Aquaculture is at the heart of the pioneering Saudi city’s food self-sufficiency ambitions
As befits a futuristic eco-city, there are very bold, very green plans for Neom, Saudi Arabia’s mega-territory that’s being built in a vast desert area alongside the Red Sea.
The estimated (U.S.) $500 billion project, backed by the Private Investment Fund of Saudi Arabia and other local and international investors, is part of Saudi Arabia’s broader Vision 2030 plan, launched in 2016 to reduce the country’s dependence on oil and to diversify its economy.
One of Neom’s stated aims is to be the most food self-sufficient city in the world, to which end it intends to integrate new and existing technologies capable of transforming the way that food is grown. By the beginning of the next decade, the aim is to be producing around 600,000 metric tons (MT) of food. Alongside high-tech commercial greenhouses, vertical farms and more, aquaculture is to play a key role in the city’s sustainable and profitable food system vision, with 3,000 hectares dedicated to fish production facilities.
According to Dr. Juan Carlos Motamayor, executive director of Neom’s Food Sector, the expectation is that by 2030, Neom will be able to produce 48,000 MT of fish through recirculating aquaculture ponds and 12,000 MT of fish through indoor recirculating aquaculture systems (RAS).
With regards to species, the focus will be on native species, including yellowtail kingfish, meagre and sobaity, a type of sea bream.
“At Neom, we believe the future starts at home,” Motamayor told the Advocate. “These species are local to the Red Sea, helping us maximize local sustainability and minimize emissions. Our aquaculture farms are also designed to serve as a hub for the research and production of alternative feeds, including microalgae and insect protein.”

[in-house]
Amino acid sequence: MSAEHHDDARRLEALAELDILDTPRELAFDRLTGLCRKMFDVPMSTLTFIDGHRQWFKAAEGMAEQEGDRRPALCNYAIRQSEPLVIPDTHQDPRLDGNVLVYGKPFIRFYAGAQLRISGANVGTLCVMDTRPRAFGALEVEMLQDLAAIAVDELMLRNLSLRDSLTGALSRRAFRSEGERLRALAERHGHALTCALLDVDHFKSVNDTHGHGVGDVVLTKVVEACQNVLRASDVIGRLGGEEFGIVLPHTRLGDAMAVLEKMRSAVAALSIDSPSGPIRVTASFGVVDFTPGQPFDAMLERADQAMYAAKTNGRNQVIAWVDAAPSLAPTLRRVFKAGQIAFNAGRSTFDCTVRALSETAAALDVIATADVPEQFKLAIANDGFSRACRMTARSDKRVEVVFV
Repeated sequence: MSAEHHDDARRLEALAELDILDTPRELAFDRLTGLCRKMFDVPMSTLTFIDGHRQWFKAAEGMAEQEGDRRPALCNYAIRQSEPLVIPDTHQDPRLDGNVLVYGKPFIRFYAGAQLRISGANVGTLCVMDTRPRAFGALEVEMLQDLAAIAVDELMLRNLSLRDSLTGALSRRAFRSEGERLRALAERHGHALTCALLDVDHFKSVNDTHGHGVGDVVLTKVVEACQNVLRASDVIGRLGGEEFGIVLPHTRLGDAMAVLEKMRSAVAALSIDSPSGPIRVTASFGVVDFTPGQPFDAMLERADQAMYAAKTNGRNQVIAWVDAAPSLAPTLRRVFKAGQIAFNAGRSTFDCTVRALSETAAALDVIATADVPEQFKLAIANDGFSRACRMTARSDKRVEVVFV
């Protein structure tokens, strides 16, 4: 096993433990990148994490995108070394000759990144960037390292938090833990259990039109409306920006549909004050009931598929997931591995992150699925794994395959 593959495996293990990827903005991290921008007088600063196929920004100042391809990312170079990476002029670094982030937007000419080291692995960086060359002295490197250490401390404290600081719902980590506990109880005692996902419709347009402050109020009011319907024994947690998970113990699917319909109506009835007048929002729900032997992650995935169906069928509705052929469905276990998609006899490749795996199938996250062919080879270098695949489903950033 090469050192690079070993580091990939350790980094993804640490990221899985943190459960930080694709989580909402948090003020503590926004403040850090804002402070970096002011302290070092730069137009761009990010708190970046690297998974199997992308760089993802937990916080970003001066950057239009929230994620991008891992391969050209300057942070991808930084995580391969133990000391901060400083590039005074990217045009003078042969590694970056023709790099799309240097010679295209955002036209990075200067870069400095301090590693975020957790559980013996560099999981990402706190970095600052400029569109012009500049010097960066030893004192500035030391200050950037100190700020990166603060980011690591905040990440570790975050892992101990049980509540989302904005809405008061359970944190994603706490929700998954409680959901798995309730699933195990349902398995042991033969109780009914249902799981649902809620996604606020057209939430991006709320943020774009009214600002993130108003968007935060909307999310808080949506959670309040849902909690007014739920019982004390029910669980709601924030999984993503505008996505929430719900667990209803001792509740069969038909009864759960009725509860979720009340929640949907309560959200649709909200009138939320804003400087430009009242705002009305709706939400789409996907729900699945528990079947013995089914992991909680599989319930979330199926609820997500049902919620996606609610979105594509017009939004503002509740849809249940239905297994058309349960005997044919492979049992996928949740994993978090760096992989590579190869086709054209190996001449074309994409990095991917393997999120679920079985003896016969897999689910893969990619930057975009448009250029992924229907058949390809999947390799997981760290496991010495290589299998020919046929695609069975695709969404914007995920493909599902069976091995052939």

Investing in technology
Motamayor explained that Neom plans to lead a Red Sea marine species biotech development program that will serve as an innovation center for the MENA (Middle East/North Africa) region in aquaculture genomic research and development.
To reach this goal, two things are needed: great infrastructure and strong partnerships; and both are well under way, he said. On the infrastructure side, Neom is building RAS indoor tanks, recirculating ponds, offshore and nearshore cages, hatchery and nursery facilities; algae and insect production plants and seafood processing facilities.
“All our infrastructure is designed to reach the highest biosecurity, sustainability and environmental standards, including maintaining a zero-discharge policy,” he said. “Simultaneously, we’re developing strong partnerships with leading biotech companies in the region and worldwide, exploring technologies including pioneering genomic selection.”
As Neom strives to be at the forefront of development and sustainability, it will be a destination for those who want to be part of a new model for sustainable aquaculture and marine conservation.
Across both areas of development, the focus is on cutting-edge innovation and sustainable practices, stressed Motamayor: “We’re proud to be at the vanguard of new technologies in aquaculture, including innovations in digital farm management, biological sensors to measure fish health, precision feeding, integrated multitrophic and closed cage systems, and AI-assisted behavioral monitoring tools.”
On the production side, the region offers good conditions for aquaculture, including cool waters and natural diversity. At the same time, there’s the right mindset and collaborative ethos to help define the future of seafood, Motamayor offered.